So when I visited Ayles Boat Yard at Merrickville, recently, on a search for subject matter, I held no preconceived ideas. After checking and getting permission, I strolled through the boatyard and came across Pocahontas standing on blocks alone, looking proud and forlorn. One of the workers looked up from across the yard and pointed out that the boat had been built in Germany after the Second World War. Because there was a shortage of brass at the time, he explained, the builder substituted iron nails which can rust. She made her way to America and after many years of service ended up here. As the workman spoke, I began to appreciate the beautiful lines of the hull and upper deck. I tried to imagine where she had been over the years. And I shuddered to imagine what it would have been like to stand at those windows in a North Atlantic gale.
I waved a thank you and grabbed my paints and canvas. I had a story to tell.
Plein Air Ensemble has been hosting painting trips for serious - minded artists for 30 years. I should know – I am proud of the fact that I had a hand in organizing it with two friends back in 1990 and running it for the first 13 years until others took over the reins. And I will always cherish the many friendships and adventures we shared along the way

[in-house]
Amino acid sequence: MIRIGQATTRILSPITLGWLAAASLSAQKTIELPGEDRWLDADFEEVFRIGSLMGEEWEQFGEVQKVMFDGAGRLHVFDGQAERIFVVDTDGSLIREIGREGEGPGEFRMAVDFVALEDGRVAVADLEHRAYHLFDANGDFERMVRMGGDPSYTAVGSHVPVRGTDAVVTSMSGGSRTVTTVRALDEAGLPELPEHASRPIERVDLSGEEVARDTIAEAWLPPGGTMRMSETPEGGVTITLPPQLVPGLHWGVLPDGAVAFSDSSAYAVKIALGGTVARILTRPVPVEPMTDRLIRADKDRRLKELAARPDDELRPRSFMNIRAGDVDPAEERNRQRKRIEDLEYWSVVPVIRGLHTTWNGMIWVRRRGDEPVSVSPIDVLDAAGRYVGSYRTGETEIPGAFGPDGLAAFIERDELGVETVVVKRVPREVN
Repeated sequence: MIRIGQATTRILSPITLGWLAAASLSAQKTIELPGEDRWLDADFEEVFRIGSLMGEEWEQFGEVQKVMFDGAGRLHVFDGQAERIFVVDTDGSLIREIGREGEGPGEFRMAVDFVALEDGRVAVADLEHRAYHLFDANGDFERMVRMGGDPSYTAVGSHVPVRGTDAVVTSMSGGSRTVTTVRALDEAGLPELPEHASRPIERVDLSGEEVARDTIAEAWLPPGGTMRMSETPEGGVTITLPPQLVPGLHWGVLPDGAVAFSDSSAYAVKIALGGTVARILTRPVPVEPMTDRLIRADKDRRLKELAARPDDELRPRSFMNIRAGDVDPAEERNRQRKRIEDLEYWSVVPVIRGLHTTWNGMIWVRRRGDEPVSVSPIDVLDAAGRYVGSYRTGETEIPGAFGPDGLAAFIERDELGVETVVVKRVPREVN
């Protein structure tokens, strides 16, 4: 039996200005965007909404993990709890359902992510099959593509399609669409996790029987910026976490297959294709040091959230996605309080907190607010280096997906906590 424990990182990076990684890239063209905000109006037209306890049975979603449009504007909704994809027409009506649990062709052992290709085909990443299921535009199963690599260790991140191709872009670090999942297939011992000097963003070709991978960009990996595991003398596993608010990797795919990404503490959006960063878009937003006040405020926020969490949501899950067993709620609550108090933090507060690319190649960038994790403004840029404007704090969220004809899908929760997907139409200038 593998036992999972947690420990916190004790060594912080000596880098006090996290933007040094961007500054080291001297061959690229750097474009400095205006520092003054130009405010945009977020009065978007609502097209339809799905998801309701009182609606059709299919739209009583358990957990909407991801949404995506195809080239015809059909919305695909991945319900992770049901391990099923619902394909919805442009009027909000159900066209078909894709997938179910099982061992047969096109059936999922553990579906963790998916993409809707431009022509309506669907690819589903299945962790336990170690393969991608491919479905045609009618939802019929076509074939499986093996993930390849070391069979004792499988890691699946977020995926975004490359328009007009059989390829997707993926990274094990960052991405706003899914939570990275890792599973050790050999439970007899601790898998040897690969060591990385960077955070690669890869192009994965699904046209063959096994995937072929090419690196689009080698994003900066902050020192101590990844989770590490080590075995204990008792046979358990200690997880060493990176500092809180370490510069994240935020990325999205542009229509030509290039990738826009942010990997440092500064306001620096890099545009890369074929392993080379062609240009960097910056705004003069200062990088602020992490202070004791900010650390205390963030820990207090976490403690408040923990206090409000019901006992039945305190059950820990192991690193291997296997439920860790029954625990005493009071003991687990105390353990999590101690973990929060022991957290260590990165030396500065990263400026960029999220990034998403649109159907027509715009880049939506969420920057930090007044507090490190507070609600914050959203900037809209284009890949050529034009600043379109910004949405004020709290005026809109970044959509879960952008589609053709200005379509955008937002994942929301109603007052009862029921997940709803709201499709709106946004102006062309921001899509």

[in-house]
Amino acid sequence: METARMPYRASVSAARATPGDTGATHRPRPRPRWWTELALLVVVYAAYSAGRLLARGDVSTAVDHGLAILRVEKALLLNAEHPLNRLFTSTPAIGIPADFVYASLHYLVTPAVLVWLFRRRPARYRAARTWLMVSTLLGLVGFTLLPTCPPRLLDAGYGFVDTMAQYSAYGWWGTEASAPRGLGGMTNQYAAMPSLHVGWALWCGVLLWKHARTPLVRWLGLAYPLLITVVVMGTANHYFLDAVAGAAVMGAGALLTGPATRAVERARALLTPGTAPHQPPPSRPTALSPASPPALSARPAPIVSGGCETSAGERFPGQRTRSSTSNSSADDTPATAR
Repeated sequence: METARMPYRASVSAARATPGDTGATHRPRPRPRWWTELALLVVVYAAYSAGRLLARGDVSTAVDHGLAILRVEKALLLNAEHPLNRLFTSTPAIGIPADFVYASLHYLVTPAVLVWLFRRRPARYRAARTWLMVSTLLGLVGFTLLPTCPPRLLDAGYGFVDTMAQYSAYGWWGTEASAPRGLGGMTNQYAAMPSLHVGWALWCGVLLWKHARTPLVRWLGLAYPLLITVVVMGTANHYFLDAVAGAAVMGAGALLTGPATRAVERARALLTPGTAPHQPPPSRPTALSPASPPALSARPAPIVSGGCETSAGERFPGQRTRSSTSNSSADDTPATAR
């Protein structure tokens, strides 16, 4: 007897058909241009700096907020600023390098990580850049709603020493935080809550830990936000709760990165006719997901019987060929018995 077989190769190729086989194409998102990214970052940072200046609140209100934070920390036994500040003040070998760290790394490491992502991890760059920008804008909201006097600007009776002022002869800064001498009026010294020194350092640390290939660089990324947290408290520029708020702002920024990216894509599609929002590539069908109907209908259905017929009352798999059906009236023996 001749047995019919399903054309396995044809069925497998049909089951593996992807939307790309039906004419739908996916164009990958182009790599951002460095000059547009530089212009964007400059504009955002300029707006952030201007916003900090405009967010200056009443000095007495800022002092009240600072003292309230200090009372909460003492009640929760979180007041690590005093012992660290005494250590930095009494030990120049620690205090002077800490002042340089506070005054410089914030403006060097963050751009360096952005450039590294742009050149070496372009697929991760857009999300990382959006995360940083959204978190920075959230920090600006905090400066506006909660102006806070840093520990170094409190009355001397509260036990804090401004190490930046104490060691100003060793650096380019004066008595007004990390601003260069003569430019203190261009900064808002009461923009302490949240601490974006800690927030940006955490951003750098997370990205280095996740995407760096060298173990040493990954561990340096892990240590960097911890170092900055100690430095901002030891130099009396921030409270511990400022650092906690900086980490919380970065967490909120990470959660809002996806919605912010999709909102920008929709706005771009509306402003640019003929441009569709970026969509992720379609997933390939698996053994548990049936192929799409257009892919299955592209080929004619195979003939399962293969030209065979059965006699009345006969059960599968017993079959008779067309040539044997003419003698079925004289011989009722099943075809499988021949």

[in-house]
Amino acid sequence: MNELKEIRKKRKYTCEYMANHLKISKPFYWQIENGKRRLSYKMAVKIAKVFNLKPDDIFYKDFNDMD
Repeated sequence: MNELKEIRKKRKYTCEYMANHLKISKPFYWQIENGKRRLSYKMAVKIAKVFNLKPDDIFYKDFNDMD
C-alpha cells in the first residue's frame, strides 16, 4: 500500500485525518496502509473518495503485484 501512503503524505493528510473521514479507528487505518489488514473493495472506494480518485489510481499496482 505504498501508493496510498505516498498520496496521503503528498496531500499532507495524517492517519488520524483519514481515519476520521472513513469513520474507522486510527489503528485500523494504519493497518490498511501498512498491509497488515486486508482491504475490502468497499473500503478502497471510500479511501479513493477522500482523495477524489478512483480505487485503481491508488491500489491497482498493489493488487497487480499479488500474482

The other day, in my studio, I came across Old Quebec 16x20, painted in 2013, on the last of three trips to Quebec City. I dusted the canvas off, sat down, and let memories of those adventures come pouring back. I clearly remember searching out a protected spot for my easel, out of the way from pedestrian and vehicle traffic, then striving to capture the exhilarating feeling of the day as I painted Old Quebec. Absolute magic!
But let’s go back a bit: many will recall the trips to Quebec City and the wonderful boutique hotel where we stayed, with the grand piano in the dining room, only a few city blocks from the Old City Gates. On our first visit the hotel manager met us at the entrance on Rue Charest, then arranged for a bus tour of the city - and sat up front to give us a running commentary! Each morning we would leave the hotel to go out and sketch and paint and photograph, discovering winding cobblestone streets, ancient alleyways and 400 year- old historic buildings; we also picked out intimate restaurants for extended lunch breaks, making sure that we were back in time for le tableau d’hôtel and music into the night. On our last evening that same manager arranged for a reception in the foyer so that his invited guests could view our work. Several pieces were purchased on the spot! The following morning, after breakfast and bidding everyone goodbye, we set off for the long drive home, savoring the memories and our treasured creations stored carefully in the trunks of our vehicles.